xmlns:tools="http://schemas.android.com/tools"
    xmlns:android="http://schemas.android.com/apk/res/android">

    <TextView
        android:id="@+id/tvHeading"
        android:layout_width="wrap_content"
        android:layout_centerHorizontal="true"
        android:layout_height="wrap_content"
        android:text="JournalDev.com" />


    <TextView
        android:id="@+id/tvSubHeading"
        android:layout_width="wrap_content"
        android:layout_below="@+id/tvHeading"
        android:layout_centerHorizontal="true"
        android:layout_height="wrap_content"
        android:text="Android Tutorials" />
</RelativeLayout>

To use Data Binding we need to add a layout as the root tag.

We’ve modified the activity_main.xml layout to include the layout tags as shown below.


<layout xmlns:android="http://schemas.android.com/apk/res/android"
    xmlns:tools="http://schemas.android.com/tools">

<RelativeLayout
    android:layout_width="match_parent"
    android:layout_height="match_parent"
    android:paddingBottom="@dimen/activity_vertical_margin"
    android:paddingLeft="@dimen/activity_horizontal_margin"
    android:paddingRight="@dimen/activity_horizontal_margin"
    android:paddingTop="@dimen/activity_vertical_margin"
    tools:context="com.journaldev.databinding.MainActivity">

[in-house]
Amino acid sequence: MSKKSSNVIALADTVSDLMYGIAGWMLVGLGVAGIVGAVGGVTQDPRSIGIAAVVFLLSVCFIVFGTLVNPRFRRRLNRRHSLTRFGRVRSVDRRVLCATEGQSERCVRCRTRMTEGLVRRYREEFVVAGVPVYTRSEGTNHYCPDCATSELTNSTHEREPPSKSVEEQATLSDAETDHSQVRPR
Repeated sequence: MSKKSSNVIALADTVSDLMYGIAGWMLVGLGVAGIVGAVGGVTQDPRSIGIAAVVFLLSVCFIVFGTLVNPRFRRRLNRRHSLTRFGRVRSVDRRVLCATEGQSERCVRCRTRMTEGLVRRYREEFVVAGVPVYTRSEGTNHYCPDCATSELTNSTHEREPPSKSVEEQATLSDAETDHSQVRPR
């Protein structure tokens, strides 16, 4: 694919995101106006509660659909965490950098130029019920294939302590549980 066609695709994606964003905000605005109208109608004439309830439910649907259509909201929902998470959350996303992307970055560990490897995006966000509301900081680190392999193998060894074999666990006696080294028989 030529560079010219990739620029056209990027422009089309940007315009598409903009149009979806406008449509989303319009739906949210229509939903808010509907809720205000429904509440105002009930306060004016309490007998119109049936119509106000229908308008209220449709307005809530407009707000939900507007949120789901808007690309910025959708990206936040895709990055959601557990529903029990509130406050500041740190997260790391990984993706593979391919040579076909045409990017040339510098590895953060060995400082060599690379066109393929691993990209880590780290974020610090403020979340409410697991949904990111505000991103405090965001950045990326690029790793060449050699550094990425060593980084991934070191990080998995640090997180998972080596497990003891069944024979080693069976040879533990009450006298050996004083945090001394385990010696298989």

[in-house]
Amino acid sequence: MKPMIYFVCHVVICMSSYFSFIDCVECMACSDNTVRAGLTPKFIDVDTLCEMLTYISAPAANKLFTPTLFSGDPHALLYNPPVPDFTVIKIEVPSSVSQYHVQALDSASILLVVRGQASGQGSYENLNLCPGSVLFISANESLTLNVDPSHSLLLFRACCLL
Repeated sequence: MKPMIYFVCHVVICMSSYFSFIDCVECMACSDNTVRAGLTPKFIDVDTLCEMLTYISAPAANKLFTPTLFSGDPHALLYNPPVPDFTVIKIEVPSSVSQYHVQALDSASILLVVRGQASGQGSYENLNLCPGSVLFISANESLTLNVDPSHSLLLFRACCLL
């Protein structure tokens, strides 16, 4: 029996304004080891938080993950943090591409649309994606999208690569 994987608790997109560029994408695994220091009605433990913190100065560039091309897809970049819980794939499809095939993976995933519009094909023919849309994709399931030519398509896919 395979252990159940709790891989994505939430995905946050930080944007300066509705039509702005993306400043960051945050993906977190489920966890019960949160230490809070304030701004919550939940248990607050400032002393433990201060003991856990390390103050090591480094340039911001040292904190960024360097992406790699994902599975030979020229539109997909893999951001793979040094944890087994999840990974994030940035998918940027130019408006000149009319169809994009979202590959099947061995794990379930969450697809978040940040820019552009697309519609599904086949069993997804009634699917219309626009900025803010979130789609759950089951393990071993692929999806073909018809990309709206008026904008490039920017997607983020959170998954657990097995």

<TextView
        android:id="@+id/tvHeading"
        android:layout_width="wrap_content"
        android:layout_centerHorizontal="true"
        android:layout_height="wrap_content"
        android:text="JournalDev.com" />


    <TextView
        android:id="@+id/tvSubHeading"
        android:layout_width="wrap_content"
        android:layout_below="@+id/tvHeading"
        android:layout_centerHorizontal="true"
        android:layout_height="wrap_content"
        android:text="Android Tutorials" />
</RelativeLayout>
</layout>

Note: You need to build your project once now so that the auto-generated field names from the layout are available in the MainActivity.java

Code

We’ll replace the default MainActivity.java with the following one to bring DataBinding into use.



package com.journaldev.databinding;

import android.databinding.DataBindingUtil;
import android.support.v7.app.AppCompatActivity;
import android.os.Bundle;

import com.journaldev.databinding.databinding.ActivityMainBinding;


public class MainActivity extends AppCompatActivity {

    ActivityMainBinding binding;